Cont. from Page 18
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Get a taste of the grill without dusting off the barbeque Nothing tastes more like summer than a delicious barbequed hamburger. Eschew the drive-through variety and the fancy gourmet burger shops and hit one of Vaughanâ€™s longest-standing gems: Golden Star Restaurant. Ask friends or colleagues where to get the best burger and they will probably tell you about this place, which has been around since 1964. If burgers just arenâ€™t your thing, they also make a mean grilled cheese. Your kids will love the ambiance that still features 1960s orange plastic benches and food served in a plastic basket. Oh yes, their fries, vanilla milk shakes and grape drink are all fan favourites too. Golden Star Restaurant, 7123 Yonge St., Thornhill. Take a hike! Did you know that Vaughan is home to five beautiful and diverse parks that are gradually being connected by the Bartley Smith Greenway? This 15 km natural valley corridor follows the upper West Don River through new developments. Start at Marita Payne Park and hike a beautiful network of trails under the shade of mature black willow, weeping willow, poplar and black walnut and maple trees. Continue north on the Greenway to Langstaff Ecopark and its beautiful centrepiece, the Keffer Marsh. Thanks to tremendous community efforts to replant these areas with aquatic plants, trees and shrubs, many animals have re-colonized in these areas. Take the kids for a hike and watch for frogs, turtles, beavers, otters, deer, fox and a wide variety of birds that now call this area home. Mapped nature trails and interpretive signs will make the hike informative and enjoyable. Info and a map of the Greenway at www.bartleysmithgreenway.org.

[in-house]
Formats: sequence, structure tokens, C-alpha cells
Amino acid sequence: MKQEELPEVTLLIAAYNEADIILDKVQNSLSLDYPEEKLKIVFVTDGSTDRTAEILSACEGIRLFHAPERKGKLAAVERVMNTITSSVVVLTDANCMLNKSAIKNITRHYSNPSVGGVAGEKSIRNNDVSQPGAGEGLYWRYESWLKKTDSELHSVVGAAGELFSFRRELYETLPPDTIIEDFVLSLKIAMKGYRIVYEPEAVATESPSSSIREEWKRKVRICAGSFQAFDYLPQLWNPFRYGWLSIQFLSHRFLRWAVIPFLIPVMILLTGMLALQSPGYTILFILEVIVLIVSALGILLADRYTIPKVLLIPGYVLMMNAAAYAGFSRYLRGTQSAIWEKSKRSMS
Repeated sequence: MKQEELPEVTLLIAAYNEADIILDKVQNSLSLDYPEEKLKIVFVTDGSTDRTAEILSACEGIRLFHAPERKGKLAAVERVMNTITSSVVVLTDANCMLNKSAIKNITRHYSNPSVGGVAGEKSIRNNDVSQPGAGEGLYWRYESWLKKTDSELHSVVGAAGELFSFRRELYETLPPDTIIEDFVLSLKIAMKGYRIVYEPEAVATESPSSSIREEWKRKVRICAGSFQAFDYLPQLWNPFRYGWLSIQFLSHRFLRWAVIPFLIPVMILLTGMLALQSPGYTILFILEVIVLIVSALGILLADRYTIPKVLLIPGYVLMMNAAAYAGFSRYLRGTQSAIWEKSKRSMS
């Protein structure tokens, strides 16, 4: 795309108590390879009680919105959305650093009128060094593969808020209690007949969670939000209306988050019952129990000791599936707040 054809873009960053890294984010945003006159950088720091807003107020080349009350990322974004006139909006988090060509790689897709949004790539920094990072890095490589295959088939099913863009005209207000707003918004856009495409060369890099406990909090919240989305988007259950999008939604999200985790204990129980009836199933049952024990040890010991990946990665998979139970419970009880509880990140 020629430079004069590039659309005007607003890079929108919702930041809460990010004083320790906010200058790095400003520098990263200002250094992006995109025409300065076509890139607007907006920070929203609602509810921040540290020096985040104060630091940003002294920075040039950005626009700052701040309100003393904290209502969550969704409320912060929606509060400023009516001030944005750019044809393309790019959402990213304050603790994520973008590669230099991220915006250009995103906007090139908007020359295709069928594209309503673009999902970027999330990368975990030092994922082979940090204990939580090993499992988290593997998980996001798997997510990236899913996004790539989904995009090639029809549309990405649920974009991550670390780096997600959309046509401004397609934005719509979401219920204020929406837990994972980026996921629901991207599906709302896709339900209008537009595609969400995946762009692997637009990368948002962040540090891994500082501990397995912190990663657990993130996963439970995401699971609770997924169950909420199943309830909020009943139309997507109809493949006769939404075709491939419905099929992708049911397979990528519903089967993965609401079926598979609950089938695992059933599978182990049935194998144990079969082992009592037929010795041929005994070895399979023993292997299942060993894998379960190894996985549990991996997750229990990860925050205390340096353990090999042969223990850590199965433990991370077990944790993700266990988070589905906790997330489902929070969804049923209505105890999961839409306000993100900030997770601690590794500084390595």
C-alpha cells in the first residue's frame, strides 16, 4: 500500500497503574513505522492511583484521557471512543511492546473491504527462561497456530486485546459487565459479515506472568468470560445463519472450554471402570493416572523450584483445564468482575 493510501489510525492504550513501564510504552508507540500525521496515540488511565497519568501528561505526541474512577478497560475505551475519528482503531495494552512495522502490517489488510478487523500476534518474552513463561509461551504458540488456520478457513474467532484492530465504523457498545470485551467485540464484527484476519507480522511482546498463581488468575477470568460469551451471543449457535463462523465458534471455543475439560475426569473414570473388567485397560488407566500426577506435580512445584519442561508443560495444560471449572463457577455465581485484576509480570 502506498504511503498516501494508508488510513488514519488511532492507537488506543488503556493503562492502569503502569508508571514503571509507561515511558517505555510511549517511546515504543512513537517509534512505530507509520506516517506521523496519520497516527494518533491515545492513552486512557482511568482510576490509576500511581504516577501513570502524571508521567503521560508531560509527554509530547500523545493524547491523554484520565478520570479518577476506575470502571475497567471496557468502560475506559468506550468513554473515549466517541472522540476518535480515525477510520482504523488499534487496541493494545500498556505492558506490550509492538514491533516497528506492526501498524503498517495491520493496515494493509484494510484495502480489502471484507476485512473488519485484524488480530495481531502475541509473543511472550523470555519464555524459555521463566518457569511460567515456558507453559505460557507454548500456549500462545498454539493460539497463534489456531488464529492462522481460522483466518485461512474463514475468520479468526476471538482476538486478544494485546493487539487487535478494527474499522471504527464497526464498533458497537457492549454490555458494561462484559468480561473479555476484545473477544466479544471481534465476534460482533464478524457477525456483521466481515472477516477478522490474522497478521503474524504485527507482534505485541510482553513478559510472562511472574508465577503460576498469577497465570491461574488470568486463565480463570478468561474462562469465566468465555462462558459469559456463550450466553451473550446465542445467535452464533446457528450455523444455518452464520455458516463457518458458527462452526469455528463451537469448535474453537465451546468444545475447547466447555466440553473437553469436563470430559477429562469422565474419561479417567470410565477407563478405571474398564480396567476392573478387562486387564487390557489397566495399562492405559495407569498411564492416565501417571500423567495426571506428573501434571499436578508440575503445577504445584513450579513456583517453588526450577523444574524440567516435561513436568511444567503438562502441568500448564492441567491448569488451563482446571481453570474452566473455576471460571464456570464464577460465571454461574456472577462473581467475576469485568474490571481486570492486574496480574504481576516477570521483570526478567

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Don’t fear the fuchsia By Kelly Gadzala
he honeysuckle pink that colour authority Pantone has named colour of the year is great as summery nail polish, but how do you incorporate the bright hue into your home? Believe it or not, decorating with colour like that could very well be as easy as changing up the shade on your nails. Working with bright colours isn’t as hard as most people think, according to a Canadian design guru Cobi Ladner. “Colour is the quickest and easiest way to bring personality to your room,” she says. The former editor of Canadian House & Home magazine has recently launched a furniture and decorative accessories collection, Cobistyle, which she says was designed in response to the sea of sameness in the décor and design world. “We have been in a beige world,” Ladner says. Comprised of vivid pink, orange, yellow and lime green pieces, Ladner’s collection features Asian-inspired accessories, patterned drapes and inky velvet furniture that pack a punchy colour wallop. Released in 300 stores, the collection stands in refreshing contrast to some of
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PATTERNS CAN HELP: Cobi Ladner of Cobistyle says you can pair bright, solid colours with neutral pieces and bring in patterns through accessories like pillows and draperies.